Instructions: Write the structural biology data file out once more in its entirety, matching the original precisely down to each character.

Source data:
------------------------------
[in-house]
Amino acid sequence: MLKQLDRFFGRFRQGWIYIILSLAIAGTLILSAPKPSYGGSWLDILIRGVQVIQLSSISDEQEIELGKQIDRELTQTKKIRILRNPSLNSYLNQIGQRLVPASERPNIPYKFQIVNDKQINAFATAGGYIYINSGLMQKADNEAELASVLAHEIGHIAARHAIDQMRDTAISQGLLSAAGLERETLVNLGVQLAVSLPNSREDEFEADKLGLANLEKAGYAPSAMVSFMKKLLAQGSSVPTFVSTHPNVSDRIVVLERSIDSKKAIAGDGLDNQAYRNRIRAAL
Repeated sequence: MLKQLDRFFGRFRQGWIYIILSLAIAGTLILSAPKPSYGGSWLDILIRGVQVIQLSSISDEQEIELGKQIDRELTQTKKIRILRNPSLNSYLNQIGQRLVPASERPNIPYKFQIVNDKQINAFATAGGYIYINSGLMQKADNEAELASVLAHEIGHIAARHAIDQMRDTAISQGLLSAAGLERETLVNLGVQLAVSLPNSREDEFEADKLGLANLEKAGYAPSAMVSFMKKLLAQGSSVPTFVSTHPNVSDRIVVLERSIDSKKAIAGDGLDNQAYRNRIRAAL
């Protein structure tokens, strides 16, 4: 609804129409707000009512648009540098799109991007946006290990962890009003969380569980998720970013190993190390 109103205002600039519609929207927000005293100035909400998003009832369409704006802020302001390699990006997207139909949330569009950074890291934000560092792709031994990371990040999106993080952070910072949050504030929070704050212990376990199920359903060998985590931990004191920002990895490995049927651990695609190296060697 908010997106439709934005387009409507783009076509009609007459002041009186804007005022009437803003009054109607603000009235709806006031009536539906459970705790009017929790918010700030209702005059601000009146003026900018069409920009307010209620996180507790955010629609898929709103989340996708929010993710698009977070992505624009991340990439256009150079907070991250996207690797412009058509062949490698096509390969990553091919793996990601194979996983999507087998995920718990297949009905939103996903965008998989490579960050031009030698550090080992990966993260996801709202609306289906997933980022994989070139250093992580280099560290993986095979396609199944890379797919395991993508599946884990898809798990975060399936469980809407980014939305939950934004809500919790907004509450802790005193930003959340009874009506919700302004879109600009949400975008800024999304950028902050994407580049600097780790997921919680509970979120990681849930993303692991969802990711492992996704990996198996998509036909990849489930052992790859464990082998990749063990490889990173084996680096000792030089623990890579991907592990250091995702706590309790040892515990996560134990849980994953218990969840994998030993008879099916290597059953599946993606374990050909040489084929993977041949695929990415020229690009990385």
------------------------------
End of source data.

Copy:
[in-house]
Amino acid sequence: MLKQLDRFFGRFRQGWIYIILSLAIAGTLILSAPKPSYGGSWLDILIRGVQVIQLSSISDEQEIELGKQIDRELTQTKKIRILRNPSLNSYLNQIGQRLVPASERPNIPYKFQIVNDKQINAFATAGGYIYINSGLMQKADNEAELASVLAHEIGHIAARHAIDQMRDTAISQGLLSAAGLERETLVNLGVQLAVSLPNSREDEFEADKLGLANLEKAGYAPSAMVSFMKKLLAQGSSVPTFVSTHPNVSDRIVVLERSIDSKKAIAGDGLDNQAYRNRIRAAL
Repeated sequence: MLKQLDRFFGRFRQGWIYIILSLAIAGTLILSAPKPSYGGSWLDILIRGVQVIQLSSISDEQEIELGKQIDRELTQTKKIRILRNPSLNSYLNQIGQRLVPASERPNIPYKFQIVNDKQINAFATAGGYIYINSGLMQKADNEAELASVLAHEIGHIAARHAIDQMRDTAISQGLLSAAGLERETLVNLGVQLAVSLPNSREDEFEADKLGLANLEKAGYAPSAMVSFMKKLLAQGSSVPTFVSTHPNVSDRIVVLERSIDSKKAIAGDGLDNQAYRNRIRAAL
């Protein structure tokens, strides 16, 4: 609804129409707000009512648009540098799109991007946006290990962890009003969380569980998720970013190993190390 109103205002600039519609929207927000005293100035909400998003009832369409704006802020302001390699990006997207139909949330569009950074890291934000560092792709031994990371990040999106993080952070910072949050504030929070704050212990376990199920359903060998985590931990004191920002990895490995049927651990695609190296060697 908010997106439709934005387009409507783009076509009609007459002041009186804007005022009437803003009054109607603000009235709806006031009536539906459970705790009017929790918010700030209702005059601000009146003026900018069409920009307010209620996180507790955010629609898929709103989340996708929010993710698009977070992505624009991340990439256009150079907070991250996207690797412009058509062949490698096509390969990553091919793996990601194979996983999507087998995920718990297949009905939103996903965008998989490579960050031009030698550090080992990966993260996801709202609306289906997933980022994989070139250093992580280099560290993986095979396609199944890379797919395991993508599946884990898809798990975060399936469980809407980014939305939950934004809500919790907004509450802790005193930003959340009874009506919700302004879109600009949400975008800024999304950028902050994407580049600097780790997921919680509970979120990681849930993303692991969802990711492992996704990996198996998509036909990849489930052992790859464990082998990749063990490889990173084996680096000792030089623990890579991907592990250091995702706590309790040892515990996560134990849980994953218990969840994998030993008879099916290597059953599946993606374990050909040489084929993977041949695929990415020229690009990385």